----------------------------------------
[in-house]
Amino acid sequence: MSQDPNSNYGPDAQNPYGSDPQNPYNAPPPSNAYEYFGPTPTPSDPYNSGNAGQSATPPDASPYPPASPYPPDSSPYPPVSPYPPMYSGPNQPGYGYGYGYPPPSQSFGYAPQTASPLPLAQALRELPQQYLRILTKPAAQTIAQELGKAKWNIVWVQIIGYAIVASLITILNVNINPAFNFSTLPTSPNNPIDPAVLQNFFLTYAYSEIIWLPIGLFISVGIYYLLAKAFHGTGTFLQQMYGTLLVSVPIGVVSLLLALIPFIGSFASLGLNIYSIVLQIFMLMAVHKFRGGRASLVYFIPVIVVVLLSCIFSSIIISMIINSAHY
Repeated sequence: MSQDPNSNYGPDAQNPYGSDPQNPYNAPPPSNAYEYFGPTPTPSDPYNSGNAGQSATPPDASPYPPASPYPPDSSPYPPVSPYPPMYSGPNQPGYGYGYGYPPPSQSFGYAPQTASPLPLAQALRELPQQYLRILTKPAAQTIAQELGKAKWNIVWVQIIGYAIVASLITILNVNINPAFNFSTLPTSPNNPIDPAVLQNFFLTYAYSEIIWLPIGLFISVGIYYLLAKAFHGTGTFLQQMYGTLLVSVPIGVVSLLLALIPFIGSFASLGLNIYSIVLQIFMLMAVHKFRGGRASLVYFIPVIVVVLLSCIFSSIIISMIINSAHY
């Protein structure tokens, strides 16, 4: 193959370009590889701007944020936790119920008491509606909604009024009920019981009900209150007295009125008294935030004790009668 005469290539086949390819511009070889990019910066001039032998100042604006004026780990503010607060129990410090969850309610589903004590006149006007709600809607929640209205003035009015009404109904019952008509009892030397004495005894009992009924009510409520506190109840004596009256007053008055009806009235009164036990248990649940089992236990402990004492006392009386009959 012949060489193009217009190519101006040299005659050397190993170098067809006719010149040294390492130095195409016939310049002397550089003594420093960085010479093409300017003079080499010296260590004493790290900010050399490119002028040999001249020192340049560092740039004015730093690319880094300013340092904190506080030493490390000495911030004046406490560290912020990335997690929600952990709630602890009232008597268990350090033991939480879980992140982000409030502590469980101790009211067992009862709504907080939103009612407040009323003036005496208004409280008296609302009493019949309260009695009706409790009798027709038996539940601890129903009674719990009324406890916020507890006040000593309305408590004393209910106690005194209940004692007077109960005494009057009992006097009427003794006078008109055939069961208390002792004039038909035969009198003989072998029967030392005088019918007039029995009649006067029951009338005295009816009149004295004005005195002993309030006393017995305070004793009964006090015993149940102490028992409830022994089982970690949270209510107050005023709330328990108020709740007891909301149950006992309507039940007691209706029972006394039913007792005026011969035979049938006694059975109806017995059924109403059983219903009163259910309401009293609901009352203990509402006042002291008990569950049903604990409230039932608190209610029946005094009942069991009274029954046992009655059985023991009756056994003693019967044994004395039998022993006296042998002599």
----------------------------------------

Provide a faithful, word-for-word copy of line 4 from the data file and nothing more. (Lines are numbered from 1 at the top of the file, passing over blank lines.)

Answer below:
């Protein structure tokens, strides 16, 4: 193959370009590889701007944020936790119920008491509606909604009024009920019981009900209150007295009125008294935030004790009668 005469290539086949390819511009070889990019910066001039032998100042604006004026780990503010607060129990410090969850309610589903004590006149006007709600809607929640209205003035009015009404109904019952008509009892030397004495005894009992009924009510409520506190109840004596009256007053008055009806009235009164036990248990649940089992236990402990004492006392009386009959 012949060489193009217009190519101006040299005659050397190993170098067809006719010149040294390492130095195409016939310049002397550089003594420093960085010479093409300017003079080499010296260590004493790290900010050399490119002028040999001249020192340049560092740039004015730093690319880094300013340092904190506080030493490390000495911030004046406490560290912020990335997690929600952990709630602890009232008597268990350090033991939480879980992140982000409030502590469980101790009211067992009862709504907080939103009612407040009323003036005496208004409280008296609302009493019949309260009695009706409790009798027709038996539940601890129903009674719990009324406890916020507890006040000593309305408590004393209910106690005194209940004692007077109960005494009057009992006097009427003794006078008109055939069961208390002792004039038909035969009198003989072998029967030392005088019918007039029995009649006067029951009338005295009816009149004295004005005195002993309030006393017995305070004793009964006090015993149940102490028992409830022994089982970690949270209510107050005023709330328990108020709740007891909301149950006992309507039940007691209706029972006394039913007792005026011969035979049938006694059975109806017995059924109403059983219903009163259910309401009293609901009352203990509402006042002291008990569950049903604990409230039932608190209610029946005094009942069991009274029954046992009655059985023991009756056994003693019967044994004395039998022993006296042998002599």